A follow-up letter to the newspaper suggested that the parent be required to wear a sign saying "I am a child abuser". Unfortunately, such a sign can be translated as: "I am a former abused child". And so it goes through the generations - until schools teach enlightened parenting skills, and new child abuse laws are written that clearly promote the respectful treatment of children, rather than merely offer vaguely defined minimum standards below which a child is deemed to have been abused.

The letter writer suggested that the bystanders should have called the police. Perhaps, but there are a few other calls to be made: Call legislators to strengthen laws against emotional child abuse. Call school superintendents and remind them that positive parenting skills are infinitely more important than dates of historical battles. Call judges, who need to understand the link between childhood punishment and adult crime, so they can stop recommending "more discipline" and start prescribing classes for abusive parents. Call expectant parents and remind them of the underlying principles of behavior: that children reflect the treatment they receive, and that children are human beings who deserve to be treated with dignity and respect. Call newspaper editors and tell them that articles teaching compassionate parenting are infinitely more important than stories about men throwing balls through hoops, even if sports coverage sells more papers. Call those adults who are lucky enough to be parents, and who have had difficulty adjusting to that role. Gently suggest that if they have had painful childhoods, perhaps they might consider counseling so that the cycle of child abuse can be stopped now.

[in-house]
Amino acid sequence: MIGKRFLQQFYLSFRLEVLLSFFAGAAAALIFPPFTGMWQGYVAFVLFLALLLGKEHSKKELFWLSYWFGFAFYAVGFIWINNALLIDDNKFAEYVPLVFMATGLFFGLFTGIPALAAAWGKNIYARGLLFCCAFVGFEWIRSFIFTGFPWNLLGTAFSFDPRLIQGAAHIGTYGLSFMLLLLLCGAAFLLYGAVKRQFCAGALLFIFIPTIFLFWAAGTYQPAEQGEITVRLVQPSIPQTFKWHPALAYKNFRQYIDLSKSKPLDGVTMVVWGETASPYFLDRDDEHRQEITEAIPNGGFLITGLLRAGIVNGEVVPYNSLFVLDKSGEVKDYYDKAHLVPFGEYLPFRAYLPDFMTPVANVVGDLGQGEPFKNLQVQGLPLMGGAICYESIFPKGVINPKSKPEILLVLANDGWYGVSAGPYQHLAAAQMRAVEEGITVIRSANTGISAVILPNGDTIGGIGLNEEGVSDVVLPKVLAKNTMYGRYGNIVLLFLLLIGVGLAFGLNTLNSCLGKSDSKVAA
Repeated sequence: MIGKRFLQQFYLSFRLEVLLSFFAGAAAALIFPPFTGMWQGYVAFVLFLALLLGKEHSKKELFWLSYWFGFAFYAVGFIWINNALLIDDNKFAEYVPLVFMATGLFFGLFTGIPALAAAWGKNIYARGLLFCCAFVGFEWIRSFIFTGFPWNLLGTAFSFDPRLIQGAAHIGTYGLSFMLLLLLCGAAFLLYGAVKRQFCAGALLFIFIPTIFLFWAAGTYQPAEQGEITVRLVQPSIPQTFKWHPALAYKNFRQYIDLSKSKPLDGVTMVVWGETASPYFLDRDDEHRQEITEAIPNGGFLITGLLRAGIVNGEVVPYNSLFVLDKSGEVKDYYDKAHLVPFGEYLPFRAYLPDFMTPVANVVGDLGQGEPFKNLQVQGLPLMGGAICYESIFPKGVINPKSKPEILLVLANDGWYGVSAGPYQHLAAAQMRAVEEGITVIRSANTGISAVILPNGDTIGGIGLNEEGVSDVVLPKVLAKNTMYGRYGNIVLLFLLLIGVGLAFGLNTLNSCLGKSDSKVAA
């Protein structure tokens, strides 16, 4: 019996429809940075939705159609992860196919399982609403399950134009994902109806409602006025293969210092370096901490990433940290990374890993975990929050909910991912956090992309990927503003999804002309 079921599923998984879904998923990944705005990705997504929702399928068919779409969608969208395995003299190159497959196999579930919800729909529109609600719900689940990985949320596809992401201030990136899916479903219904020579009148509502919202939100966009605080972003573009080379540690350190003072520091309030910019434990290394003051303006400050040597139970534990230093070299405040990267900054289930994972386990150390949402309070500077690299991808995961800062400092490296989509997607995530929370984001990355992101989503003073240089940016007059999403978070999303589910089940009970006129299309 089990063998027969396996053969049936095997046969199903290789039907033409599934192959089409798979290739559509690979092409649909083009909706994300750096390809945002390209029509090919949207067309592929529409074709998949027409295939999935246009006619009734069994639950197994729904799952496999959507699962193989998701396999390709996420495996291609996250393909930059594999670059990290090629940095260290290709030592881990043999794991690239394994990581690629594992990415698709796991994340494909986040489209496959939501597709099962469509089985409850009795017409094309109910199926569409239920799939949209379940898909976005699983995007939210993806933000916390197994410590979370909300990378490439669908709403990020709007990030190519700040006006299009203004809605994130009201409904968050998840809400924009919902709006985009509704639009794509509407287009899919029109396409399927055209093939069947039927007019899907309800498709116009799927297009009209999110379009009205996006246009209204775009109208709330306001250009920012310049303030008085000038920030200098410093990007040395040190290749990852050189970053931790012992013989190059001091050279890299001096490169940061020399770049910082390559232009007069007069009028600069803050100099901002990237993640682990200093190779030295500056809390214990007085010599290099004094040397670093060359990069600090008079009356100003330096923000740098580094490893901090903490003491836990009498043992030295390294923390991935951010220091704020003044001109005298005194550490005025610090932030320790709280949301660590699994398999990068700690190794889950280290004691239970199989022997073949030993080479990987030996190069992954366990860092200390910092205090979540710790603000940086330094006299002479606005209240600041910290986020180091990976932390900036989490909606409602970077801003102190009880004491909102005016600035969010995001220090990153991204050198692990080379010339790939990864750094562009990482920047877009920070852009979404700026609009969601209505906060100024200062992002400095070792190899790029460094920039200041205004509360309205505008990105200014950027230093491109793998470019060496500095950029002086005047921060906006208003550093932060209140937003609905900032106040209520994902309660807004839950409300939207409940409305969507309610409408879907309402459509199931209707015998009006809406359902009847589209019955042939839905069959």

It's not surprising that a child with "tough" parents would be so preoccupied with painful feelings that he might forget to flush a toilet. He'll probably forget a lot of things, but what he'll remember is that it is dangerous to trust other people, acceptable to ignore the suffering of children, and less painful to live a life of loneliness and isolation than to risk being hurt any further.

What kind of love is it if it doesn't allow for mistakes (which all of us make)? To love a child means to treat him or her with respect, patience, gentleness and compassion, and in a way that is consistent with the Golden Rule. Tough love is tough, all right, but it has nothing to do with love.

1 John Holt, 1981 interview in England, transcribed by Jo-Anne Beirne.

Jan Hunt, M.Sc., offers counseling worldwide, with a focus on parenting and unschooling. She is the Director of The Natural Child Project and author of The Natural Child: Parenting from the Heart and A Gift for Baby.